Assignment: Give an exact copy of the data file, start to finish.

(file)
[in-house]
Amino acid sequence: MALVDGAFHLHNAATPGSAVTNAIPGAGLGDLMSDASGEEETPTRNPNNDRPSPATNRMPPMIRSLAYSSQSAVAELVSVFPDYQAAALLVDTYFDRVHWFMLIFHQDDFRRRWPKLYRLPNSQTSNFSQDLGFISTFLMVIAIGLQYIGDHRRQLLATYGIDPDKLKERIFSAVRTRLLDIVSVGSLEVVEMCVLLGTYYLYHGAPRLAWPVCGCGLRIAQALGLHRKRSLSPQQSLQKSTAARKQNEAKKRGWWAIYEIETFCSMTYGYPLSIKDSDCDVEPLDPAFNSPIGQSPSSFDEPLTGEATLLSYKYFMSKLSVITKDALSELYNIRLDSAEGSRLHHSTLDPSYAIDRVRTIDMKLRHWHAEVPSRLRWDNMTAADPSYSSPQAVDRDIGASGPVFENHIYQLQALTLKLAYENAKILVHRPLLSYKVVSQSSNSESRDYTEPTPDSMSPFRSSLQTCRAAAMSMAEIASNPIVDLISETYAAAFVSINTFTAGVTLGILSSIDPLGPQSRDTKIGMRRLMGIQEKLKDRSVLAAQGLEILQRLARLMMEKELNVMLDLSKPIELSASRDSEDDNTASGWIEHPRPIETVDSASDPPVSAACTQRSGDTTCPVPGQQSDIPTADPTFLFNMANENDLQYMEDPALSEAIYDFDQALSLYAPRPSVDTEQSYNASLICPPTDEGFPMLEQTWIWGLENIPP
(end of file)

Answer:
[in-house]
Amino acid sequence: MALVDGAFHLHNAATPGSAVTNAIPGAGLGDLMSDASGEEETPTRNPNNDRPSPATNRMPPMIRSLAYSSQSAVAELVSVFPDYQAAALLVDTYFDRVHWFMLIFHQDDFRRRWPKLYRLPNSQTSNFSQDLGFISTFLMVIAIGLQYIGDHRRQLLATYGIDPDKLKERIFSAVRTRLLDIVSVGSLEVVEMCVLLGTYYLYHGAPRLAWPVCGCGLRIAQALGLHRKRSLSPQQSLQKSTAARKQNEAKKRGWWAIYEIETFCSMTYGYPLSIKDSDCDVEPLDPAFNSPIGQSPSSFDEPLTGEATLLSYKYFMSKLSVITKDALSELYNIRLDSAEGSRLHHSTLDPSYAIDRVRTIDMKLRHWHAEVPSRLRWDNMTAADPSYSSPQAVDRDIGASGPVFENHIYQLQALTLKLAYENAKILVHRPLLSYKVVSQSSNSESRDYTEPTPDSMSPFRSSLQTCRAAAMSMAEIASNPIVDLISETYAAAFVSINTFTAGVTLGILSSIDPLGPQSRDTKIGMRRLMGIQEKLKDRSVLAAQGLEILQRLARLMMEKELNVMLDLSKPIELSASRDSEDDNTASGWIEHPRPIETVDSASDPPVSAACTQRSGDTTCPVPGQQSDIPTADPTFLFNMANENDLQYMEDPALSEAIYDFDQALSLYAPRPSVDTEQSYNASLICPPTDEGFPMLEQTWIWGLENIPP